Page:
Pūtiki Pā, Whanganui

John Alexander Gilfillan, Artist

This is one of the watercolours in our collection. It was made in Whanganui Region, New Zealand in 1847.
Image: 282 x 411mm
Support: 700 x 800mm
watercolour on paper
This important watercolour of Putiki-whara-nui is the original of a well-known, but rare, New Zealand print called Interior of a native Village or Pa in New Zealand, published in London in 1852, shown alongside. It is also said to be the origin of a now-lost oil painting of the same subject .
The artist John Gilfillan arrived in New Zealand in 1841, having learned carpentry and engineering to fit himself for the rigours of colonial life. He and his wife and children went immediately to Petre, now Whanganui, taking up land at Mataraua, near Putiki. It is most likely that the land, provided by the New Zealand Company, had not been purchased. Despite this, Gilfillan became friendly with local Māori and made many drawings of them. Resentment at the growing presence of Pakeha grew, and in 1847 a travelling group of Māori killed his wife and three children and wounded Gilfillan and his eldest daughter. With this daughter and surviving son he left for Sydney, where he made a large painting of the pa at Putiki. This work was said to have been chosen by Prince Albert and the Duke of Wellington for exhibition at the New Zealand Court in the great Exhibition of 1851 and is rumoured to have been lost in Paris during the Franco-Prussian war of 1870. PS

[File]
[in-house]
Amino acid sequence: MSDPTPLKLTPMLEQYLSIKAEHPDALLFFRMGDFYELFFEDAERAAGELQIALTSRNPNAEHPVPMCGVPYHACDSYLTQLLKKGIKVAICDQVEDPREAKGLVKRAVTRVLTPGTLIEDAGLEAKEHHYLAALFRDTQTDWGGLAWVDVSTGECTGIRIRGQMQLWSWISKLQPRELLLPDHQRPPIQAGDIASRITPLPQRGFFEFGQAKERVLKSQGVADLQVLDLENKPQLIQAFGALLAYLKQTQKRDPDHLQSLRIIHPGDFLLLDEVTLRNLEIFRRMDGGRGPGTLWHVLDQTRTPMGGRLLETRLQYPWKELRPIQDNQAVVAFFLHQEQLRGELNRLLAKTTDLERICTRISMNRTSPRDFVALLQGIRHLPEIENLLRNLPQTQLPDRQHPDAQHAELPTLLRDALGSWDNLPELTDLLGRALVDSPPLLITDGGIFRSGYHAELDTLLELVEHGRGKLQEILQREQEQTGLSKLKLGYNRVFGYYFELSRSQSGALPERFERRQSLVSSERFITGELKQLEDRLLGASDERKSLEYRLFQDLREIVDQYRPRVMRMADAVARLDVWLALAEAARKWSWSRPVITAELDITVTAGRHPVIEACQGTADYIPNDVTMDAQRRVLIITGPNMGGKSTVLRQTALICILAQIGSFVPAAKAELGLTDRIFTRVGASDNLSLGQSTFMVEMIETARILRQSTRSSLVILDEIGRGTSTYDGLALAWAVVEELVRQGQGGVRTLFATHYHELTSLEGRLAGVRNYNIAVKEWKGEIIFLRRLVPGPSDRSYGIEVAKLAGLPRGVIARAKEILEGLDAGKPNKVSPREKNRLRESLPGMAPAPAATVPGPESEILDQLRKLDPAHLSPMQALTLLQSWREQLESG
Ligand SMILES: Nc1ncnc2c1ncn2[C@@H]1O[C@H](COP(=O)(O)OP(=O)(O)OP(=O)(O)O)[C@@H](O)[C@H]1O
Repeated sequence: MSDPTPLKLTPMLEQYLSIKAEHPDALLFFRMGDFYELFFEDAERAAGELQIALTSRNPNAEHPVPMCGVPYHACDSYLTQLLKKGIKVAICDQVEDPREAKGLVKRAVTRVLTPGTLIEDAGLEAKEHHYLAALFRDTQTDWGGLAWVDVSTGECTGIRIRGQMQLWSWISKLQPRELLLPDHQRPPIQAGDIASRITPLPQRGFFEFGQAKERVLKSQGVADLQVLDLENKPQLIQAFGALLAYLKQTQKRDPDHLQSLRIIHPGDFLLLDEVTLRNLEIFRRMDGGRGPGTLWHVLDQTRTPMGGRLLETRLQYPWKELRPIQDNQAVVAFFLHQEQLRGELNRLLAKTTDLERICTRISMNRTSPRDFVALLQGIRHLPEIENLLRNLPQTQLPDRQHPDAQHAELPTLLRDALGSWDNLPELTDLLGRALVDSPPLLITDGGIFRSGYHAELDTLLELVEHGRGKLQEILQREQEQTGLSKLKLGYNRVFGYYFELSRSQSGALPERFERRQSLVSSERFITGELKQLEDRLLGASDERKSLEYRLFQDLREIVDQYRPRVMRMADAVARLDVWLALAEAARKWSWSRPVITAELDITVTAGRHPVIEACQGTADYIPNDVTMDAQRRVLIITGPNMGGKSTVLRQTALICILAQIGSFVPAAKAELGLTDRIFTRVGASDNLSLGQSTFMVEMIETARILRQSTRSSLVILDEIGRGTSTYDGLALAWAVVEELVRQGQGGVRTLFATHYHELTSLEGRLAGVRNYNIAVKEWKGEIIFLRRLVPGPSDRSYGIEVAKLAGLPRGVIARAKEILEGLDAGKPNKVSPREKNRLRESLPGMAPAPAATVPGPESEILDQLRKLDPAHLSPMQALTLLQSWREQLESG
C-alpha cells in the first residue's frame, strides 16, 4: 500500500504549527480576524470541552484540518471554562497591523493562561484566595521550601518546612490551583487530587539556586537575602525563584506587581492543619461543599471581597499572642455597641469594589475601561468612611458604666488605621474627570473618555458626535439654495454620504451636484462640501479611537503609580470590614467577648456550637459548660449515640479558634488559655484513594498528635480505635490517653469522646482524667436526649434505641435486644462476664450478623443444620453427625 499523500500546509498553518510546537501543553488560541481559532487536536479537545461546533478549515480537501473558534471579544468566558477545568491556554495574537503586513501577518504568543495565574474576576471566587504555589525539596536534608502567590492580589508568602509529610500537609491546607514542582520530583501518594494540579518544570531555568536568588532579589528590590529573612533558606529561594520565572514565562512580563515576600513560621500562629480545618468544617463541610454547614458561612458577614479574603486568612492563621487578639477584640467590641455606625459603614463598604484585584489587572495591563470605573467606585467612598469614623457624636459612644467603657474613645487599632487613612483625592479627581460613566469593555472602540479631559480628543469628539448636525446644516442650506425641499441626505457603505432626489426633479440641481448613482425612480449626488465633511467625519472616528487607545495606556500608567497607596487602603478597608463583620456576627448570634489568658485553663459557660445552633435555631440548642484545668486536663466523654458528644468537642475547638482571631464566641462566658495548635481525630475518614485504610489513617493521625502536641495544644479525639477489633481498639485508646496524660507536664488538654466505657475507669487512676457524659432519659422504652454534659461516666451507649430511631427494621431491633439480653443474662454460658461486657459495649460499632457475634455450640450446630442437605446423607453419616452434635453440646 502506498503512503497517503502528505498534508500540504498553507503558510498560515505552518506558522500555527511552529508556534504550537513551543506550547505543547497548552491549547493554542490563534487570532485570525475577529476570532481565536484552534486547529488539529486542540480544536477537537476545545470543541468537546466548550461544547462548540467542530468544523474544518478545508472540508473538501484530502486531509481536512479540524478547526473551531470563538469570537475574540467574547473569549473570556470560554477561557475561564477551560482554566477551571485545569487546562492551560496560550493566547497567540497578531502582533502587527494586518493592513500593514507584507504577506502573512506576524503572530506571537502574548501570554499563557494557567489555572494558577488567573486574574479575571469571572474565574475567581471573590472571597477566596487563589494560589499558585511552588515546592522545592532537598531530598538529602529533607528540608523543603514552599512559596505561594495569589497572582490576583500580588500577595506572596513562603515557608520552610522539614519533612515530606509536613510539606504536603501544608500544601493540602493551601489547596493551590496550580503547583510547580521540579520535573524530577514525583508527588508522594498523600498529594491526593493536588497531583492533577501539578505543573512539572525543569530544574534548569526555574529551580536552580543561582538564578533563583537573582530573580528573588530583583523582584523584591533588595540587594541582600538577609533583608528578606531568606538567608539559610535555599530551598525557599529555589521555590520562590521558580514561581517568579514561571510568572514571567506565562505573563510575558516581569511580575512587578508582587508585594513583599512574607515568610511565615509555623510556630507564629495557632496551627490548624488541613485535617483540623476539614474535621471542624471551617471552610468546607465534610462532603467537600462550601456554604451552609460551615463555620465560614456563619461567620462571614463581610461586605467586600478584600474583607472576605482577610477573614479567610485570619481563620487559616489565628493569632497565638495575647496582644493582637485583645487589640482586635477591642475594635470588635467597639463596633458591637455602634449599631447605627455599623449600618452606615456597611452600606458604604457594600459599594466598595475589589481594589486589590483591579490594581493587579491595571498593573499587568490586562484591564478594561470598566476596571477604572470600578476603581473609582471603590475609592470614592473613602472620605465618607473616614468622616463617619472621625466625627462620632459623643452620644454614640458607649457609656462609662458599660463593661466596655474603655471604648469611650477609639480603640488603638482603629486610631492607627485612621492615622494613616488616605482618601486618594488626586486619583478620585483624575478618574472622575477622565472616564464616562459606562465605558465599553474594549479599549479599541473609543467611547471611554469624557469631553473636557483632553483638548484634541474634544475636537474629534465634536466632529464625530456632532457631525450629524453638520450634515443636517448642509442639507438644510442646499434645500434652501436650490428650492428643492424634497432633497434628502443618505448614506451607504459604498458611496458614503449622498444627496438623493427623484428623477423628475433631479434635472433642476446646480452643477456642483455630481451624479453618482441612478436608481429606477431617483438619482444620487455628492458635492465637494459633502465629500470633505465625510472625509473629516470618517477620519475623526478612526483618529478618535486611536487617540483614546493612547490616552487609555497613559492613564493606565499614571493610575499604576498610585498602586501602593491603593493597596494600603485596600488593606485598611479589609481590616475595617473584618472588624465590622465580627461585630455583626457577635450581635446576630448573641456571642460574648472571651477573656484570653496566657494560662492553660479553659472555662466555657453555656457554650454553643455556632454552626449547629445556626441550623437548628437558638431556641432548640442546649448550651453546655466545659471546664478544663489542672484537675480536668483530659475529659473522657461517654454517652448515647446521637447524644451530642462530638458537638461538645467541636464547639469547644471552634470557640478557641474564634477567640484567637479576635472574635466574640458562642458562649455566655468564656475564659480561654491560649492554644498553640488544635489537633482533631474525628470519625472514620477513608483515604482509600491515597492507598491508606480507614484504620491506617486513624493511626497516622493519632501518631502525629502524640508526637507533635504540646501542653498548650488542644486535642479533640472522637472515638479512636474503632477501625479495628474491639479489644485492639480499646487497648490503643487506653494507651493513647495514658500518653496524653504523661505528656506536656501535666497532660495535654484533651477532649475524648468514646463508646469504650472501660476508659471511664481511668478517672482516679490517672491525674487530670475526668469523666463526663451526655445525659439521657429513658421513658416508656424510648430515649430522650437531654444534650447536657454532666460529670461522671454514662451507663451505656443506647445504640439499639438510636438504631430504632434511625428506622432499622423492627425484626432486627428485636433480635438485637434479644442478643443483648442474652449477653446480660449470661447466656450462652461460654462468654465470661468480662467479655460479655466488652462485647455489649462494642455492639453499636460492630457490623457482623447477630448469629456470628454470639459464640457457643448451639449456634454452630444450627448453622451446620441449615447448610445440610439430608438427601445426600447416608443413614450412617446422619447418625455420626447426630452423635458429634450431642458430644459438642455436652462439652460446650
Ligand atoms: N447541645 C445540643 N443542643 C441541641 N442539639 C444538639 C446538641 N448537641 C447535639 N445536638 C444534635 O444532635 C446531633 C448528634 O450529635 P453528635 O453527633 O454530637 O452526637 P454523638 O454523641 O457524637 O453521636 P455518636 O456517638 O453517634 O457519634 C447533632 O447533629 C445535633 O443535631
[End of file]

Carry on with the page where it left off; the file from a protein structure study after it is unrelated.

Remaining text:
Māori kainga (villages) have attracted Pakeha artists ever since the early colonial days. Some of these are displayed under the theme Manawhenua in this exhibition. This lithograph based on Gilfillan's original watercolour, however, is placed under the related theme of Taonga, because it refers not only to Māori architecture but also to motherhood and infants. In Māori culture, childbearing, children and nurturing are very highly valued taonga. While the lithographer has sought to provide architectural details of a kainga, including the maihi and tekoteko of whare and pataka, he has chosen to add an air of domesticity with suckling infants and mothers, both human and canine. JD
(from Te Huringa text, http://www.fletchercollection.co.nz/exhibition/turning-points/category3/john-gilfillan.php)
Credit Line
Collection of the Sarjeant Gallery Te Whare o Rehua Whanganui. Purchased by the Sarjeant Gallery Trust, 1995.
Collection Type
Permanent collection
Acquisition Date
02 May 1995


Accession Number: